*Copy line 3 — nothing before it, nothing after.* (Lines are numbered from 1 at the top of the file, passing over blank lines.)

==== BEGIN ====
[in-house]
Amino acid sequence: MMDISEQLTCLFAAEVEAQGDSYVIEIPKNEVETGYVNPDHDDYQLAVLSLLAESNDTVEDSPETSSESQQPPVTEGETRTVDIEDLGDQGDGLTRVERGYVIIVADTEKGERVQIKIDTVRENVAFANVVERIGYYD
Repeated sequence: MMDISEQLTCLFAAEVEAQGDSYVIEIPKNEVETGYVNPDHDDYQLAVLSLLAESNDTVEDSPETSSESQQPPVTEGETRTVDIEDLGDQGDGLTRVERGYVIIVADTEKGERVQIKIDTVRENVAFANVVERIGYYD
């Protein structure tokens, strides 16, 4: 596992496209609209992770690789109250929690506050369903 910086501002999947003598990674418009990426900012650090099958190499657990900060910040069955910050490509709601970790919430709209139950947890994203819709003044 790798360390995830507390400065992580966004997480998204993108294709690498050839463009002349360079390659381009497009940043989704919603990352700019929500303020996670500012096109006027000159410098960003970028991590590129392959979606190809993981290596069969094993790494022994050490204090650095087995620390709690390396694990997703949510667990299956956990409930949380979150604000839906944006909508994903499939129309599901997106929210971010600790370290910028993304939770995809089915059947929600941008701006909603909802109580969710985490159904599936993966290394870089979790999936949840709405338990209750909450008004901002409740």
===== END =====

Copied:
Repeated sequence: MMDISEQLTCLFAAEVEAQGDSYVIEIPKNEVETGYVNPDHDDYQLAVLSLLAESNDTVEDSPETSSESQQPPVTEGETRTVDIEDLGDQGDGLTRVERGYVIIVADTEKGERVQIKIDTVRENVAFANVVERIGYYD